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The Left Knee Remains a “Project”: Little Progress, but some Insights and Advice

See The Left Knee Persists in Griping.

The discomfort is primarily internal to the joint. And here there is cause for speculation: with use, that joint “grooves in”. For someone in the 20's or 30's (I’m almost 50), bike-fit changes might be no big deal; the body will heal and adapt quickly. But for someone almost 50 (me), the knee after so many miles has shaped itself just-so, an so a bike fit change can be a lot more problematic if it makes the knee joint move in a different way. This is what I think is going on.

Little has changed since then, but I have concluded the following.

  • Psychologically, I’ve gone from “lost training won’t be competitive” to “won’t be in good enough shape even to compete” to “will I ever be able to ride like I used to?”. It’s a bummer.
  • Two more radiologists and a cardiologist agree that the ganglion cyst in my left knee as shown by the MRI is very unlikely to be the cause of the pain. Also, that the knee is generally healthy with good tissue, though it does have some sub-patella roughness (but this is not the issue either).
  • If I push on a harder ride for two days, the right knee develops some discomfort afterwards, but not the internal ache of the left knee. Some discomfort with an increase in training (“spring knee”) does not particularly concern me.
  • Various bike seat changes and pedal offset changes have been inconclusive other than showing that some combinations are definitely worse. It simply takes a long time to make any sense of a change; only the changes that are definitely worse (outright pain on a ride) are easily rejected.
  • The mountain bikes and the cyclocross bike and the Look 595 Ultra seemingly bother the knee somewhat less than the main road bike.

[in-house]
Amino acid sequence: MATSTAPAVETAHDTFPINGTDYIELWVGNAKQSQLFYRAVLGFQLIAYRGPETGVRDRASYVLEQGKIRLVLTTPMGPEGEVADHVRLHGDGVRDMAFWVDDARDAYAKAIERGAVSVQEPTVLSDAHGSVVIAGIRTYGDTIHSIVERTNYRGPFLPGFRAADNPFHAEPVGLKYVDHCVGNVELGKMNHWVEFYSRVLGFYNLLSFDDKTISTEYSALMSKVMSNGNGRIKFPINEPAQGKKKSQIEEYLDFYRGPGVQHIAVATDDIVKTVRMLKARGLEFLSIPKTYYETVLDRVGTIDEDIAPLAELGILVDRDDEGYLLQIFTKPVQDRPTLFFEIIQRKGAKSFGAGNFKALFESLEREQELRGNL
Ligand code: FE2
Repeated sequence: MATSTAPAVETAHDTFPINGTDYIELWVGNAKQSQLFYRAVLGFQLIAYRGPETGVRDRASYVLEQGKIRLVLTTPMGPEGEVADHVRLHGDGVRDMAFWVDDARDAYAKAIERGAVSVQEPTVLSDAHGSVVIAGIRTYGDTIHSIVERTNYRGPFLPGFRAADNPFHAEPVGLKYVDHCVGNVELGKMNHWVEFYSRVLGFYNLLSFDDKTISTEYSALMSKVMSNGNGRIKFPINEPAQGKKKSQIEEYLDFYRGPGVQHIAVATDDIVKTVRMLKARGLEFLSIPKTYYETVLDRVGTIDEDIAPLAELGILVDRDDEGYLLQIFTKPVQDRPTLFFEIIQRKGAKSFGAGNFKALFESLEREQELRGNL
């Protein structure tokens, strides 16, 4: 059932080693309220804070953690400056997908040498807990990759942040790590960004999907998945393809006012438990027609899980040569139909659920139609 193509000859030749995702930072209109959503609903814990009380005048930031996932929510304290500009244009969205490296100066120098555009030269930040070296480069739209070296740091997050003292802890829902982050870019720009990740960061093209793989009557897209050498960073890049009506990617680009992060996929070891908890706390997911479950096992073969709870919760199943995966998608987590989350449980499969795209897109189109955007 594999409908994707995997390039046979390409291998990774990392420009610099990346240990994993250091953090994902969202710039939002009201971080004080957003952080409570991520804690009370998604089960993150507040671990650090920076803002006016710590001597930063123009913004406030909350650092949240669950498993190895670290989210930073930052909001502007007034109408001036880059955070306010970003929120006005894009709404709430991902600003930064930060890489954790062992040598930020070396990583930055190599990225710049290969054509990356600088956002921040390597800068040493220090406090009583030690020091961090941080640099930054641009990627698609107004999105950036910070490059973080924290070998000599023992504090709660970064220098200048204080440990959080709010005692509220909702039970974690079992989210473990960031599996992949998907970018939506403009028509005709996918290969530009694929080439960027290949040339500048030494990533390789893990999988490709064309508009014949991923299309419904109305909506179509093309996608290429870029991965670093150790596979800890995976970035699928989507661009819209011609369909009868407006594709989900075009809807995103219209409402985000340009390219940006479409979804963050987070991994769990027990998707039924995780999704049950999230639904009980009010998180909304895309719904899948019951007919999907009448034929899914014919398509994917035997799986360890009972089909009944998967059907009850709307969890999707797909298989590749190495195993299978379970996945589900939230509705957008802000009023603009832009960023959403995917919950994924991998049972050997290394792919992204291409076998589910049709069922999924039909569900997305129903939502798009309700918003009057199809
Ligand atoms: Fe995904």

• Irritants: I hate being 10 pounds heavier than last year; I feel overweight and it’s definitely slower. But it’s really hard to force down weight fast when I am limited to burning ~1100 calories per day at most (because of knee irritation).

At present, my tentative theory is the following:

  • I doubt that even the exact-same old setup will resolve the issue.
  • My suspicion is that the stance width (Q factor) is too narrow on the main road bike: 141mm for the Cannondale Hollowgram SRM crankset, 146mm for the Shimano DuraAce on the Look 595 Ultra and the cyclocross bike. And even more on the mountain bikes (possibly 165mm). All of which seem to bother the knee less. In short, the narrowest stance (Q factor) is on the main road bike crankset, by far. To be changed asap with a new crankset.

My working theory is that I am going to have to find a setup that is (a) symmetric pedal offset for both legs, (b) looks good for knee tracking. And that I’ll need to allow six months to adapt to the new position, with discomfort along the way and no ability to train hard.

Accordingly, I have a tentative plan:

  • Continue the stretching and start some inline skating (I used to speed skate extensively). Add stability strengthening exercises (skating counts too); this might stabilize the knee in beneficial ways.
  • As a reference point, change the Vamoots RSL (main road bike) back to exactly last year’s setup. I don’t expect satisfaction by so doing, but It cannot be ruled out. Also, if not it plays a psychological role: to acept the fact that no particular setup is just going to instantly cure the problem, not even the same one I had in 2012.
  • Continue to ride the Look 595 Ultra for its symmetric pedal spacing (crankset) and its wider Q-factor since this seems to bother the left knee less.
  • When the new DuraAce SRM crankset arrives and the Chris King PressFit 30 bottom bracket become available, install those onto the Vamoots RSL (main road bike), yielding a conventional symmetric pedal spacing with conventinoal Shimano Q-factor.

Chris M writes:

I'm not nearly as good a runner as you are a biker, but I I can share a story.

I was a long time runner who made a shoe change. I felt I did it for the correct reasons(I did), but when I made the change I started adding mileage much too quickly to my training because for the first time in a long time I hadn't had achilles pain. Instead of gaining mileage slowing I and my body was reminded of how it was to run when I was in the 20s and early 30s. Pain free. I was enjoying running so much again that I just kept going longer. I concur with your assessment that this is the wrong method for those in our 40s. I'm closer to 50 than 40 now. It took 2 years of trips to the doctor and finally finding out that my severe calf pain was caused by excessive training and that if I just built mileage slowly I wouldn't have these issues. I gained 20lbs and had to take up bike riding in order to keep exercising in some way. :) I now don't ever do over 10% mileage increase than the week before and I have been pain free for almost a year. My point was to let you know, it sucks where you are at now, but it does get better, unfortunately it just takes time.

WIND: Sounds eerily similar. Ouch.

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